Republican House and Senate candidates believe they have a strategy to avoid the taint of Donald Trump. It is quite simple: refuse to answer for whom they are going to pull the lever for president. That way, they believe, they will not alienate the Trumpistas, while also not attaching themselves to him.

But, Meet the Press’s Chuck Todd is not going to let them get away with it. He set his baseline standard in 2014 during the race for the Senate in Kentucky. In the debate between Secretary of State Alison Lundergan Grimes (D-KY) and Mitch McConnell (R-KY), Grimes said her vote for president in 2012 was private and personal, and did not disclose for whom she voted.

That was too much for Todd. It was fine, for example, for McConnell to have lied flat-out to more than a half-million Kentuckians about the fate of their healthcare if McConnell were elected, and did the bidding of his paymasters to take it away. McConnell had just claimed that the state exchange, KyNect, was “only a website”. That was non-disqualifying.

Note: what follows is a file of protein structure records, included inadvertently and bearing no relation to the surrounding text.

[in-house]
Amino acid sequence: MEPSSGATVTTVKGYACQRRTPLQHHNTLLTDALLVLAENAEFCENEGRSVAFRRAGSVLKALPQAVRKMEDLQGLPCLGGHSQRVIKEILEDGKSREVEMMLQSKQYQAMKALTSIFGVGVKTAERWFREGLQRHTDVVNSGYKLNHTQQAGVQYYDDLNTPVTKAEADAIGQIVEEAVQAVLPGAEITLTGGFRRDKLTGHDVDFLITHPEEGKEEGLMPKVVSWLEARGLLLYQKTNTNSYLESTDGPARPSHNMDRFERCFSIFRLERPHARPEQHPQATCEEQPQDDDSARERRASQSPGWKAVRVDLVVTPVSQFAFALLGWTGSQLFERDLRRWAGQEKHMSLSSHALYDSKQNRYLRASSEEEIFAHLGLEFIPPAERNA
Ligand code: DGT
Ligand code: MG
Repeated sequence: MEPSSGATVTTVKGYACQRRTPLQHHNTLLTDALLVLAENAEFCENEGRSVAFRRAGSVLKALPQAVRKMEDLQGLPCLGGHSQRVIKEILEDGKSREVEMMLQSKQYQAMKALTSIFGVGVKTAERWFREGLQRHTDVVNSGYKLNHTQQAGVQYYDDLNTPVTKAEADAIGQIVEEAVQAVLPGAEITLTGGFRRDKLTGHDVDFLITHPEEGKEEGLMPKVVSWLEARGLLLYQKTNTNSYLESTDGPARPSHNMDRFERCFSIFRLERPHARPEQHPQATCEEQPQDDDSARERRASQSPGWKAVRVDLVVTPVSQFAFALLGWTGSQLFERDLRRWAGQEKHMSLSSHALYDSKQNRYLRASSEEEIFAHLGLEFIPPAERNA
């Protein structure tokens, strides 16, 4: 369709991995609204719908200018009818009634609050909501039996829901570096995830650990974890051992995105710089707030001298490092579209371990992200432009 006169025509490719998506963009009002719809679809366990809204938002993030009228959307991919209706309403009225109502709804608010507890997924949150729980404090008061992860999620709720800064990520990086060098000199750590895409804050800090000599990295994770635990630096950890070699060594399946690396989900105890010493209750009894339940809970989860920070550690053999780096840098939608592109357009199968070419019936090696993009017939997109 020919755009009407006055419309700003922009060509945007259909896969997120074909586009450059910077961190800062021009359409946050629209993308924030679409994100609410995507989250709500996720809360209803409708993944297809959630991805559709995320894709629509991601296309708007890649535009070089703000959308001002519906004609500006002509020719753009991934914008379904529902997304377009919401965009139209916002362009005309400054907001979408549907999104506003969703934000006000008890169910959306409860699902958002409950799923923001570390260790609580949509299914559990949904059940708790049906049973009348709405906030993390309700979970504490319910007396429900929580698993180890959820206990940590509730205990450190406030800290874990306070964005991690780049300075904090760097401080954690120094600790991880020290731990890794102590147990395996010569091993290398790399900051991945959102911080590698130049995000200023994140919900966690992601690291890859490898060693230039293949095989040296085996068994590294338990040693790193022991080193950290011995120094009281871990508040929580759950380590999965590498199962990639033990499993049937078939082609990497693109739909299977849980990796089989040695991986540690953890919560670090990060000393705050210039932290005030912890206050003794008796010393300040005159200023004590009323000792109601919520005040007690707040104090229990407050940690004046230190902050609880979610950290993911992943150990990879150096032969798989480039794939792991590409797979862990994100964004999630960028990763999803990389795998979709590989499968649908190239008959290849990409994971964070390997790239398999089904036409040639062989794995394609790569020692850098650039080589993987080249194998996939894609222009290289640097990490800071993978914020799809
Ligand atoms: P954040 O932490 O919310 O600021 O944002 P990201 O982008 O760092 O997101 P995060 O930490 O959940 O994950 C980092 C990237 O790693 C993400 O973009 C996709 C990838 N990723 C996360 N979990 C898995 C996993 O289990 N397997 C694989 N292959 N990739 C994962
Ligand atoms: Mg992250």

But, it was disqualifying to Todd for Grimes not to disclose for whom she had voted for president.

Well, OK. Each of us has standards, this is Todd’s. Indeed, when challenged on it, he doubled-down. It was clearly his moral Rubicon, forcing him to shed his ‘honest broker’ role and to reveal his judgment.

Now, two years later, Todd will have to apply this standard to nearly every Republican running for the House or Senate. Their strategy of refusing to disclose will run into Todd’s buzzsaw.

Nor will it be sufficient to state they are not voting for Trump. They will have to say for whom they are voting.

Otherwise, Chuck Todd will state unequivocally that they are ‘disqualified’. And, he will repeat it. He has no choice.

It may or may not sway many elections. But, Meet the Press is the longest running Sunday gab show. Some swing voters may take some cues from his insistence that they are disqualified.